While a resolution isn’t guaranteed, effective complaining enables spouses to engage in conflict and achieve resolutions that criticism puts out of reach.
When resolutions are out of reach, it doesn’t have to end the relationship or suck the happiness out of it.
The secret ingredient
Many couples have built thriving relationships in spite of enduring, unresolved conflicts. Many of these couples have learned to tolerate these conflicts by complaining instead of criticizing.
But they also have a powerful, secret ingredient: they use repairs to diffuse the tension that builds up when discussing these issues.
This keeps those problems from overwhelming their relationship.
One perpetual conflict in my marriage has been my wife’s tendency to get rid of things that we haven’t used for a while. I’m a saver. After all, you never know when you might need something.
At least once a year, Tami decides to go through the clothes in our closet to get rid of the garments we don’t wear anymore. I’d never do this.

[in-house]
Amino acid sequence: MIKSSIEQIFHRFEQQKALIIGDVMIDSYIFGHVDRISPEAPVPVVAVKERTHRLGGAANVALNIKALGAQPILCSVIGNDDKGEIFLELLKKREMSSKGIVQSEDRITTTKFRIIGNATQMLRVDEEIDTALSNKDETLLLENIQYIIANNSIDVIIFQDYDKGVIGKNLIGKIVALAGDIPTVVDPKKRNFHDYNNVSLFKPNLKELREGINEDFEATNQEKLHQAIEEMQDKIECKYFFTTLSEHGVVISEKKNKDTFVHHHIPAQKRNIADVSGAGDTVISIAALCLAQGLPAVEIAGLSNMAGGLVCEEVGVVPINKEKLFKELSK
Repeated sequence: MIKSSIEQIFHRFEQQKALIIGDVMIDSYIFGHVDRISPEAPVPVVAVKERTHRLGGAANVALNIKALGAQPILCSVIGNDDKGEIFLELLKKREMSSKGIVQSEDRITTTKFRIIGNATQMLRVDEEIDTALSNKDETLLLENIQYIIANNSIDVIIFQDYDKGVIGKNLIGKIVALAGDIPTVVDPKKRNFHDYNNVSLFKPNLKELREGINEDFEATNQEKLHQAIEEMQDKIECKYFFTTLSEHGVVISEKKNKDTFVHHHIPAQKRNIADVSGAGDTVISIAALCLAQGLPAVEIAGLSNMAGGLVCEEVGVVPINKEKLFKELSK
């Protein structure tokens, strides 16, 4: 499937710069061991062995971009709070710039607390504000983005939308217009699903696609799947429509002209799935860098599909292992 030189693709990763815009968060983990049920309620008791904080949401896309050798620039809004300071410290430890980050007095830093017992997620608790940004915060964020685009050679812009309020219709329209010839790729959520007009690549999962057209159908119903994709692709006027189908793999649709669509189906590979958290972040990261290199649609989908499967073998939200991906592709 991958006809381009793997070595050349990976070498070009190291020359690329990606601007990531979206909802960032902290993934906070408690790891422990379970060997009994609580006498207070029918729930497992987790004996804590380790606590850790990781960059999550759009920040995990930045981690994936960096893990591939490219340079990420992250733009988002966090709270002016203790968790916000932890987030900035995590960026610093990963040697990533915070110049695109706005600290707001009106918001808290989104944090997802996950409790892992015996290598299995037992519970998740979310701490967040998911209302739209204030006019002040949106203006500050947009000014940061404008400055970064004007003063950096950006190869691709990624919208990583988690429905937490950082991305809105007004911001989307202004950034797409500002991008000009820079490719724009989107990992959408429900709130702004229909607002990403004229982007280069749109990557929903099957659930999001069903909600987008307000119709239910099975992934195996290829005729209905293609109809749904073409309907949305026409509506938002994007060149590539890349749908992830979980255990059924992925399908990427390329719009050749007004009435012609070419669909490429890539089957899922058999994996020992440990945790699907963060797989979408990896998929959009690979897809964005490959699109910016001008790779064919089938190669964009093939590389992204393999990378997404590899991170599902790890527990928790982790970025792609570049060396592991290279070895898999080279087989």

She takes clothes from my side of the closet that she doesn’t think I need and piles them on my side of the bed. “Go through these and decide which ones you don’t need,” she’ll say. “We’re getting rid of anything you don’t wear.”
I used to get angry. Now, I laugh. For me, her behavior has become predictable. For her, my behavior has become predictable.
She laughs at me as I sort through the stack of clothes, take out one shirt to get rid of and hang the other clothes back in the closet.
Couples who are satisfied with their relationships don’t lack things to complain about.
They’ve discovered how to complain without criticizing, keep the issues they have with each other in perspective, and use humor to break up tension that can lead to gridlock.
If this doesn’t describe your relationship, try using Dr. Gottman’s formula for complaining, add a dose of humor, and see where it leads.
By Jon Beaty
A Couple’s Guide to Complaining